the holy grail!

agent sage Use the rainbow buttons below as quick links (requires java)
terry gilliam Jack scaling the tower

You don't want to come across this fellow in the park

When the clock strikes five...

return to homepage cast & crew info frequently asked questions movie stills, cast photos, storyboards & more reviews, filming stories & other writings film-related downloads & fan submissions awards, quotes, mythology & more books, dvd, posters, soundtrack & more my story and film review read & sign the guestbook other sites dedicated to the fisher king

SITEMAP

 

film notes awards trivia the myth the waltz quotes

GRAND CENTRAL WALTZ

"I think the Grand Central Station waltz sequence in Fisher King is as good as anything I've done.  Being my only really contemporary film, that's an amazing way of expressing what fantasy can be." -- Terry Gilliam

For several years, a waltz was held in the Grand Central Terminal in New York on New Year's Eve.  This was inspired by the classic scene in The Fisher King, which is your humble webmaster's favourite cinematic moment.  Here follows a selection of movie stills from the wondrously magical "Grand Central Waltz" sequence, and an interview where Terry Gilliam describes how chaotic it was to film:

waltz 1

The commuters arrive...

 

waltz 2

Quite a diverse crowd.

 

waltz 3

Almost time for Cinder--er, Lydia to arrive.

 

waltz 4

Parry anxiously waits for his damsel.

 

waltz 5

Lydia is spotted.

 

waltz 6

Parry is euphoric.

 

waltz 7

Parry follows.

 

waltz 8

So close, yet so far.

 

waltz 9

Lydia waltz's through the waltzers.

 

waltz 10

Terminal dancing.

 

waltz 11

A grand spectacle in Grand Central.

 

waltz 12

Odd couples.

 

waltz 13

The fairy tale will soon end.

 

waltz 14

Still in pursuit.

 

waltz 15

Grand Central Waltz.

 

waltz 16

Thoroughly enchanted.

 

waltz 17

Lydia disappears.

 

Terry Gilliam Speaks About Filming the Grand Central Waltz Sequence:

(IFC Focus interview, 2002)

TG:  The waltz wasn't in the script.  What's interesting in the script, is that Richard LaGravenese who wrote the script, I mean the sequence was basically the Jeff Bridges character and Robin being in Grand Central, and Jeff had a strange kind of epiphany.  There was this poor woman who began singing, and this beautiful voice floated through the thing, and commuters rushing past stopped and listened to her.  It was a very simple thing--and that's what was written.  And I was trying very hard, because it was the first film I'd done that I hadn't written or co-written, and so I felt terribly respectful of Richard's work, and almost intimidated by it.  Because it's kinda like raising someone else's child.  He gave birth to this thing, and I was terrified that I was gonna become this foster parent that abused the child somehow in the process.  And so I had Richard with me all the time, I would check with him before I decided to do something.  But we were all in Grand Central Station, and I just wanted to get a sense of the place, standing there watching the people buzzing and rushing from the trains, and just this rhythm started building up in my head.  Suddenly it burst like *that*, and suddenly I could hear a waltz, and everybody stopping--as they pass somebody looking and falling in love and waltzing.  I sort've said that to everybody standing around.  "Oh, wow, that would be wonderful" [they said], but we aren't going to do that, because that would be a Terry Gilliam film, and I'm trying to make a Richard LaGravenese film.  And then they forced me to do it (laughter).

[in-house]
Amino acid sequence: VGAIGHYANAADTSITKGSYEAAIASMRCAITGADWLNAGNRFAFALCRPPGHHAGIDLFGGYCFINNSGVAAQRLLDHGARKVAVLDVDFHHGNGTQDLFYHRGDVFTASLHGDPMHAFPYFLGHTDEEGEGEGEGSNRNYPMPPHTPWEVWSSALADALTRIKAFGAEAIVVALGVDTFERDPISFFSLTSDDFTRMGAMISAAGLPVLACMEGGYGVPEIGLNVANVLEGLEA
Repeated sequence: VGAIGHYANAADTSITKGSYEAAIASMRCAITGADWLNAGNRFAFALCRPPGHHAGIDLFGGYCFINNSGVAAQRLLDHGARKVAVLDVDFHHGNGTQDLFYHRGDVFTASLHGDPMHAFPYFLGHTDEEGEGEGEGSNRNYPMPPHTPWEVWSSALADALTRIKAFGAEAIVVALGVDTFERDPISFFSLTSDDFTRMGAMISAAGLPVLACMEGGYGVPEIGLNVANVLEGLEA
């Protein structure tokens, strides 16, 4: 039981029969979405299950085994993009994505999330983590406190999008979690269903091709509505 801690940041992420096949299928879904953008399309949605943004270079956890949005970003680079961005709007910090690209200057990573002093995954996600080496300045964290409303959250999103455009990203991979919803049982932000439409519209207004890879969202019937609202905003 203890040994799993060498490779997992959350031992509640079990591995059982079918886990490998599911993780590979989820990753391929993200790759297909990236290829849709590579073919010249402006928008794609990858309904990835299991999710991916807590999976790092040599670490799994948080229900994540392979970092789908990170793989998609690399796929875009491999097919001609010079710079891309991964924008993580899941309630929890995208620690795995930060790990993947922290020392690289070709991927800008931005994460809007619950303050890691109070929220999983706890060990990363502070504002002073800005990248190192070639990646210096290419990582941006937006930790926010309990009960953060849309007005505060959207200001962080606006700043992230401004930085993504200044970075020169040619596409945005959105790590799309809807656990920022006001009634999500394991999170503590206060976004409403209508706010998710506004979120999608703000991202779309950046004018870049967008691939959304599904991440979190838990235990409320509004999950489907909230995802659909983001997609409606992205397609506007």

Moderator:  And you did that pretty quickly too, didn't you?  And wasn't that really a fast sequence to shoot?

TG:  Yea, we had one night in there, and that was it.  We were supposed to be out of there at five in the morning before the first commuter trains started coming in.  We didn't really get going until eleven o'clock.  Then we had total access.  And we had all these extras, which we'd specifically asked to get these people from dance schools, so they knew how to waltz.  And they all arrive, a thousand people, and we've got about twelve different choreographers to help organize the whole thing, and we get there and realize that none of them can dance the waltz.  So we then spend the next several hours as the world's biggest dance school in grand central station!  One, two, three...one, two, three...one, two, three.  We had the sound system that we thought would work beautifully in there, but unfortunately the acoustics in grand central station, when we'd played Strauss, it just went *imitates distorted sound*.  And so we had the dance school running until about three or four in the morning, and the first AD (assistant director) was not happy, he wanted to get it better.  At a certain point I just said "we just gotta shoot, we just gotta go, we're running out of time".  So we threw all these people in there.  And because the sound wasn't working, we had the main choreographer with a big bullhorn going "one, two, three" and they danced.  We did a few takes, we ran around, threw Robin in...Amanda in...Amanda walks through, Robin chases...it was just madness for a couple hours, and we got it.  We didn't quite get it, because the trains did arrive, and people were coming out of the trains.  And the PR lady from Grand Central says "you've gotta be outta here, you'd promised you would be outta here"...and literally I was just throwing Robin into the middle of these commuters walking through, and there weren't enough so I'd get members of the crew.  "Keep walking back and forth!  Robin look left, look right, look up, look down, look lost, do anything!"  And that's how we did it, and we got out of there...Barbara Streisand came in a few months later, and shot one one shot of her walking through and it took a week.  But she got it right, that was the important thing (laughter).

return home